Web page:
Dead or Alive Amid Rumors
07-21-09: News sources first confirmed that former UFC veteran Kimo Leopoldo is dead at age 41. Several MMA websites were reporting Leopoldo died at Saint Francis Hospital located somewhere in Costa Rica.
Leopoldo was reported to have died from complications from a heart attack, although the reports of the exact cause of his death were still unconfirmed.
Leopoldo's publicist immediately refuted reports that Kimo was in Costa Rica and instead was seen alive in Orange County the night before. Soon after the initial death report, the news wires were jammed with counter statements claiming the earlier reports were also untrue. Witnesses began to claim they’d seen Leopoldo alive and well in California.
“Kimo Leopoldo is not dead, I’ve been told by his attorney,” says Kevin Iole of Yahoo Sports. “I just spoke to his attorney a few minutes ago. He suggested I call his manager, whose voice mail is full. Attorney says he’s alive! From what I’ve been told, and this is not finalized, Kimo will hold a conference call tomorrow.”
Also, Kimo’s publicist states, “Apparently he was sleeping and woke up to learn of reports of his death.”
(Born: January 4, 1968 in Germany / moved to Waikiki, Hawaii as an infant), a retired mixed-martial artist who was more often than not billed simply as Kimo, made his official MMA debut at UFC-3 in 1994.
Kimo always had a love for surfing in the ocean and sports as he grew up. In his late teens he earned a scholarship for American Football to the University of Washington. On a return visit to Hawaii, Kimo suffered a horrible surfing injury to his face, which required more than 10 hours of reconstructive surgery.
This was to be the start of learning how to deal with his physical pain and endure the inner strength that entails. Furthermore, around this time he tried to deal with many additional emotional pains too.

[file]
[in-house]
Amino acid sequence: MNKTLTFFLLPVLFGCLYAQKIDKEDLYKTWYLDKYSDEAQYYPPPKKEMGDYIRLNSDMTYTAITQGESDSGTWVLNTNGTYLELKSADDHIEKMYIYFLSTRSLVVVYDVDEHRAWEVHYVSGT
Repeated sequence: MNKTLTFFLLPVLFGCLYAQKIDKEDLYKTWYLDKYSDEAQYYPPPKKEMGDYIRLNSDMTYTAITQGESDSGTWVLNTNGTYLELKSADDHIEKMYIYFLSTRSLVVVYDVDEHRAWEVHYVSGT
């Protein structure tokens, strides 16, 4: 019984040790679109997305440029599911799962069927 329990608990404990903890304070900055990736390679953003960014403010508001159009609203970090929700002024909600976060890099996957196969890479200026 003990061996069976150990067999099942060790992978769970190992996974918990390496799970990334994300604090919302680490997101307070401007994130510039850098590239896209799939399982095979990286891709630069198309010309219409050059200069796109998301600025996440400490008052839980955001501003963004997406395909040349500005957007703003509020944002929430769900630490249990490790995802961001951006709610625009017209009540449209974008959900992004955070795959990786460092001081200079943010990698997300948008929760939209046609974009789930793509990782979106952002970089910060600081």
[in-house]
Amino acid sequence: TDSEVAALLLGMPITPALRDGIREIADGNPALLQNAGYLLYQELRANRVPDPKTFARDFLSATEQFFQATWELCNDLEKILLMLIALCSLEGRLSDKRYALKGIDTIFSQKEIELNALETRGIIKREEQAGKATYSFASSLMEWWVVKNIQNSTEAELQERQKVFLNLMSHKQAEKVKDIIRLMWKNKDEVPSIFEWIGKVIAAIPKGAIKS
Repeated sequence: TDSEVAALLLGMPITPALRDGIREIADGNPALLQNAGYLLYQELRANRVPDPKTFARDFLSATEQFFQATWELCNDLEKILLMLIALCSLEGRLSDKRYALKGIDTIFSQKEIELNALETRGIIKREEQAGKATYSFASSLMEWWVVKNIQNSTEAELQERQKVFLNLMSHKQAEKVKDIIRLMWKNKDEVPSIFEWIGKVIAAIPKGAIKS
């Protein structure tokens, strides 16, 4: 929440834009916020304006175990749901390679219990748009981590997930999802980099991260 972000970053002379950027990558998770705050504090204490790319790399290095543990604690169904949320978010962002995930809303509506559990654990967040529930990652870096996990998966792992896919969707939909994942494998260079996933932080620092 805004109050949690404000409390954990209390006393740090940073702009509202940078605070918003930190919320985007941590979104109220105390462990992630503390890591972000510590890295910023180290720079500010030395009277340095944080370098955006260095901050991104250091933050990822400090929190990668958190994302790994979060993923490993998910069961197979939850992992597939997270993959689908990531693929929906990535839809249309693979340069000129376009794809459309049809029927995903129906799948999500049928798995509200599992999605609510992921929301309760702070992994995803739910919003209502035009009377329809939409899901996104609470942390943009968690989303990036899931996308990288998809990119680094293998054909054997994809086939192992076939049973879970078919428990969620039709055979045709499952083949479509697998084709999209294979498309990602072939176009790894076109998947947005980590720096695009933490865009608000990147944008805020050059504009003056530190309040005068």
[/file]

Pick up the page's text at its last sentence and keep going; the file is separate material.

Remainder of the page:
Kimo’s fighting style has been described as freestyle, with a mixture of striking and grappling techniques. He continued to cross-train and was erroneously credited with a black belt in Taekwondo during his first Ultimate Fighting Championship.
Kimo is well known for his devotion towards his Christian beliefs; he sports many religious tattoos, often entering the arena carrying a large cross on his back.
A tall and imposing looking Leopoldo began his MMA career over 15 years ago, losing a brutal battle to Royce Gracie by submission. Still, Kimo became the first man to truly challenge the seemingly invincible UFC Champion Royce Gracie.
Gracie, in fact, was so fatigued from the fight with the much more heavily-muscled Kimo that he had to be helped out of the ring by family members and was unable to continue on in the night's tournament.
To many MMA fans he was the first old school fighter that showed the world that the legendary former UFC Champion Royce Gracie might be beatable.
Leopoldo won six of his next seven bouts fighting primarily for the UFC and PRIDE.
Kimo returned at UFC-8 and fought Ken Shamrock for the UFC Super-fight Championship, but lost early in the fight via submission.
Kimo would then go on to victories over Paul Varelans, professional wrestler “Bam Bam” Bigelow and Brian Johnston. Returning to the UFC at “Battle in the Bayou” where Kimo would lose a decision to Tsuyoshi Kohsaka, and then did not fight again for four long years.
Kimo fought a lackluster warm up fight against Tim Lajcik for the WFA in 2002. Kimo again returned to the cage at UFC-43, where he quickly defeated David "Tank" Abbott by arm triangle choke. Kimo went on to fight in the main event of UFC-48, where he fought Ken Shamrock in a rematch. Kimo was knocked out in the first round from solid knee strikes to the head.